- “Kit”. A very English-ism, this is used every time you or I would use the work “gear” or “equipment”. Except for actual gears on a piece of kit.

- Not great fish and chips. This surprised me, as I expected this Bastion of Britishness to give me great fish and chips. But instead... I’ve had really good fish, but almost never had good chips and for one main reason: they are usually pre-cooked and sitting around. Even the fish! It is rare to get everything cooked to order like at home, especially on a Friday when the demand is huge.

- The mix of metric and imperial units. Lots of metric is around, except for miles when driving, and pounds (weight) and gallons appear in fine print on labels. But when I wanted to I couldn’t find an imperial hex-key in the lab for the life of me last week!

- The invasion of US style coffee chains. Lattes are weak enough as it is, and when I first saw the same measly shot of coffee go into a ‘regular’ as into a pint-glass sized "large", I quickly got used to ordering a regular size but with a double shot.

- The weather. It is shit, simple as that. During the week of midsummer we still had the heating on at night and I changed back from my optimistic purchase of a summer doona to an autumn one. It is raining right now, and due to the wind I’ve gone through 2 umbrellas already. I’ve worn shorts on only a handful of days, and naturally the fine weather is during the week, during work hours. Even when it is sunny, it is often too windy to hang out washing outside without it being blown off the line.

-Curry, which I can’t not think of as Indian, has been absorbed from India into English cuisine and is as common in pubs as a chicken parma and appears on home dinner plates as often as pasta.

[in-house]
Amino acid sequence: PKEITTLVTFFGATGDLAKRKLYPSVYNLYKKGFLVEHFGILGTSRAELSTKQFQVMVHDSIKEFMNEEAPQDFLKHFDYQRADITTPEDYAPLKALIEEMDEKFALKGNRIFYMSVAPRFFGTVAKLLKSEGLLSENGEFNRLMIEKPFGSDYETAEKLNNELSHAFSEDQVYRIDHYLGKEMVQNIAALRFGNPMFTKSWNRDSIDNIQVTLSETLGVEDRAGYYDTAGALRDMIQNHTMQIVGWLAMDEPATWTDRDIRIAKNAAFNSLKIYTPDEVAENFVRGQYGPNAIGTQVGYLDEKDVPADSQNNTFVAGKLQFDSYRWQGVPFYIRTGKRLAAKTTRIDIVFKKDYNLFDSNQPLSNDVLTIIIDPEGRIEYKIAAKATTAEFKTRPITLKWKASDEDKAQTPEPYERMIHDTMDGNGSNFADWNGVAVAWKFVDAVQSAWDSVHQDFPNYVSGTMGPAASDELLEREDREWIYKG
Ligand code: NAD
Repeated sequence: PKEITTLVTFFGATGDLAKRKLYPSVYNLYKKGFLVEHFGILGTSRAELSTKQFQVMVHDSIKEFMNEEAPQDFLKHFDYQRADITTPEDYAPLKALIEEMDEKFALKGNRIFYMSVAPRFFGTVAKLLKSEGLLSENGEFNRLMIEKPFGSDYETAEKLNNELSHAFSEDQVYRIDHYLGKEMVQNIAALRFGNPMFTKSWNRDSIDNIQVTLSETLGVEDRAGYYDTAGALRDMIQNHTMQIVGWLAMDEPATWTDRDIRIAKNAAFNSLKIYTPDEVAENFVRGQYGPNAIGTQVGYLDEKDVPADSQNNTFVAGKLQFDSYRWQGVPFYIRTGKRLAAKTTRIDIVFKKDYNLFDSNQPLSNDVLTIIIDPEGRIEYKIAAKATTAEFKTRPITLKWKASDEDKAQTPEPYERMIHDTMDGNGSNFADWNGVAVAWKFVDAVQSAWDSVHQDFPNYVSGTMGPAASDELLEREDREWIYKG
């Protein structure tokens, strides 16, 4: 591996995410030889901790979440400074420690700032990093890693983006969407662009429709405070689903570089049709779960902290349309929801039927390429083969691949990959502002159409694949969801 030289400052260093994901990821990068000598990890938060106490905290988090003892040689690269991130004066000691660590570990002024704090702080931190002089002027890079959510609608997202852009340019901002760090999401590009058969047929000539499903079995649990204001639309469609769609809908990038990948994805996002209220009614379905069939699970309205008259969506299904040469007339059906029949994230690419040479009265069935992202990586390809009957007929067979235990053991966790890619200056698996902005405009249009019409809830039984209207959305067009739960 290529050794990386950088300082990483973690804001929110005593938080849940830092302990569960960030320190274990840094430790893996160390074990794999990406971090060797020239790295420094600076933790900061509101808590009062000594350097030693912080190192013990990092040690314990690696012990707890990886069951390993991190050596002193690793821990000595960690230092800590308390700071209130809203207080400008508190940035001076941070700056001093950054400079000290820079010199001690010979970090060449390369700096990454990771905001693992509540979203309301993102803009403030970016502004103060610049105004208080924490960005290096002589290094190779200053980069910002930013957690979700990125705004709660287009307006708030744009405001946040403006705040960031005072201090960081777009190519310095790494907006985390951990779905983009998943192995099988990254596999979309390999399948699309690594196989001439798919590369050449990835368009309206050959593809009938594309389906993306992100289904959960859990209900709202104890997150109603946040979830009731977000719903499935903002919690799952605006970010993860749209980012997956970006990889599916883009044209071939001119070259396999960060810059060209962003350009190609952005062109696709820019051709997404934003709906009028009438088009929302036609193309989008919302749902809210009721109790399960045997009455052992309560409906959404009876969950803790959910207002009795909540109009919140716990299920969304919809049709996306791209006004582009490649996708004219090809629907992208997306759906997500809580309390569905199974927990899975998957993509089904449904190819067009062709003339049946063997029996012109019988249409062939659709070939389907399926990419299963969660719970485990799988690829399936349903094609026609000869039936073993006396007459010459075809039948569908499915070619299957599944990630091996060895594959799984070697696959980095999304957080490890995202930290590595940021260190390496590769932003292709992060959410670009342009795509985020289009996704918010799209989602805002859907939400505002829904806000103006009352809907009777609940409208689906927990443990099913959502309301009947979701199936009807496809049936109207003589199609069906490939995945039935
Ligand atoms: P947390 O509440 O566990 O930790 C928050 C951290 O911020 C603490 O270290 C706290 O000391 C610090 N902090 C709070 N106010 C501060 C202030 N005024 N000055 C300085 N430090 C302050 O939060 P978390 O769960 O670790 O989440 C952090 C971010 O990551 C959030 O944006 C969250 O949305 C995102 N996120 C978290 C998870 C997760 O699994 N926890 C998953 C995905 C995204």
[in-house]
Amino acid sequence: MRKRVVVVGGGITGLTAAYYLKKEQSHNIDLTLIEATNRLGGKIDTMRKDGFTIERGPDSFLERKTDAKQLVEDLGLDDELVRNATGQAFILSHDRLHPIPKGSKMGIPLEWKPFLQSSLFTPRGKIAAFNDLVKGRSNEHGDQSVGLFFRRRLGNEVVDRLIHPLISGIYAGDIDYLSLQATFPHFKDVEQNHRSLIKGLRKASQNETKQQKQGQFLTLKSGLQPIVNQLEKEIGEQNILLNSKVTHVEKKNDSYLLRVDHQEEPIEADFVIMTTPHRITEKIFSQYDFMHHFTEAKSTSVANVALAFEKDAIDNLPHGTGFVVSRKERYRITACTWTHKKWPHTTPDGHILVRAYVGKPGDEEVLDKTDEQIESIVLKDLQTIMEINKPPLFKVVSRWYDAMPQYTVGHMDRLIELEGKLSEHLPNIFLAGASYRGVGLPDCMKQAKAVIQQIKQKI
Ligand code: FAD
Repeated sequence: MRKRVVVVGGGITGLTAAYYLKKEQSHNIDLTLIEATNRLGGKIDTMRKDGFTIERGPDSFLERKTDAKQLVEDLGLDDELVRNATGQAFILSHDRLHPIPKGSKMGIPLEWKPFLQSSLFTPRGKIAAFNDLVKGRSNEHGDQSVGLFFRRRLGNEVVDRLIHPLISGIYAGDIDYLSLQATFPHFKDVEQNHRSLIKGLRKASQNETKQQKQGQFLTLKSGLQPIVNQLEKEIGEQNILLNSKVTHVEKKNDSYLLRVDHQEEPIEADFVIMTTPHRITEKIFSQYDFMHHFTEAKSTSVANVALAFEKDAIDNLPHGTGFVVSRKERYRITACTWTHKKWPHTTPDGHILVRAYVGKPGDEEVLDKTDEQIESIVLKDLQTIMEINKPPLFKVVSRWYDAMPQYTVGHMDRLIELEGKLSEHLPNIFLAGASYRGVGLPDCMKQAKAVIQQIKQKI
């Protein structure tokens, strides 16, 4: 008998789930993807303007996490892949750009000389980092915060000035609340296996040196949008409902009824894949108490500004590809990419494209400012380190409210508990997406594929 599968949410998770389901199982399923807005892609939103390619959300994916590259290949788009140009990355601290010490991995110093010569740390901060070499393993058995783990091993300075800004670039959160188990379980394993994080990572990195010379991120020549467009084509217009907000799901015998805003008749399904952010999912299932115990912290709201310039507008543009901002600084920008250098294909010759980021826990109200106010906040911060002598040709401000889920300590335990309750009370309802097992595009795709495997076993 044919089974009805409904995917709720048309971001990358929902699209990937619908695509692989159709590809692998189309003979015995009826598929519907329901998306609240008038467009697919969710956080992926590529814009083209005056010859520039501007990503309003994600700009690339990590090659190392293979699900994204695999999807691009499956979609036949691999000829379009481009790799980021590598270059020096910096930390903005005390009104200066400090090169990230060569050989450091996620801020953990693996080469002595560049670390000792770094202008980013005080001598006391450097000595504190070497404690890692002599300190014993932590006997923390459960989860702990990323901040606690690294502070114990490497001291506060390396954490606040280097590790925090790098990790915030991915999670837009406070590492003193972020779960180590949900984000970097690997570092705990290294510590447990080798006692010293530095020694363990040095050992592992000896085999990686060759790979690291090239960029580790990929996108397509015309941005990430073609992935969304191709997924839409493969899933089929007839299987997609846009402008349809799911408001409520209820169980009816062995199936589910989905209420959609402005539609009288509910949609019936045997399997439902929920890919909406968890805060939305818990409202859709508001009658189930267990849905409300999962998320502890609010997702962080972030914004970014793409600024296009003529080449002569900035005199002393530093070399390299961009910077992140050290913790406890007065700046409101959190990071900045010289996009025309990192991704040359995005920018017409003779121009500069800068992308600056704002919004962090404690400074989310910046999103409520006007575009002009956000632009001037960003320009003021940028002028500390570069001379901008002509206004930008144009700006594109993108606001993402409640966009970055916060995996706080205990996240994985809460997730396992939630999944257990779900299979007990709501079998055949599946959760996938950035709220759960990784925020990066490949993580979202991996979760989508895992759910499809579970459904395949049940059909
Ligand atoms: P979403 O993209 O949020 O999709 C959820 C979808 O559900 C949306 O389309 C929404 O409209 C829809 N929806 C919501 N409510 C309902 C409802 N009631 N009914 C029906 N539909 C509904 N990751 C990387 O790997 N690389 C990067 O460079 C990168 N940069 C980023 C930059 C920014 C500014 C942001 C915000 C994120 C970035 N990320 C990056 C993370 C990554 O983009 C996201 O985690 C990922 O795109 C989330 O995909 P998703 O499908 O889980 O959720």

-Living costs aren't so much of a surprise after Sweden. Things are basically expensive. The trouble is you have exactly the same brands, sometimes with exactly the same numbers on them, but there is a >2:1 differential cost, so a pack of biscuits for 1.50 is really about 4$AUD. Pizza Hut was the biggest shock for me: a standard pizza was 30$ AUD! For 2 pizzas a drink and some sides, it cost 18£ (~45$).

- Wall to wall carpet in the bathrooms and toilet. Just plain wierd and unhygenic. And also there are no power points in the bathrooms. Just a little thing, but absolutely none of the (2) houses I've lived in have them.

So what is good about living here? The countryside is really beautiful, and certain areas like the Lakes and Peaks district (see earlier pics) are gorgeous. Some old castles and manors are cool, and London is reasonably close – I just did a day trip last week to catch up with friends, do a bit of shopping and listen to a bit of jazz. And Europe is still close by – I’ve been to a conference in Switzerland, Vienna for a long weekend with Christina, and have plans for Edinburgh...

But Loughborough is again a small, student town, which gets empty in the summer and has little to do in it on a weekend. It's not London. It is hard to imagine settling down here long term... but work is good and it is too early to make long term plans. Is it an improvement on Lulea - no and yes.

Anyhow, that’s enough words for this post. More pics and details to come, I promise.

Our house, in the middle of the street...

In Vienna, Shönebrun Palace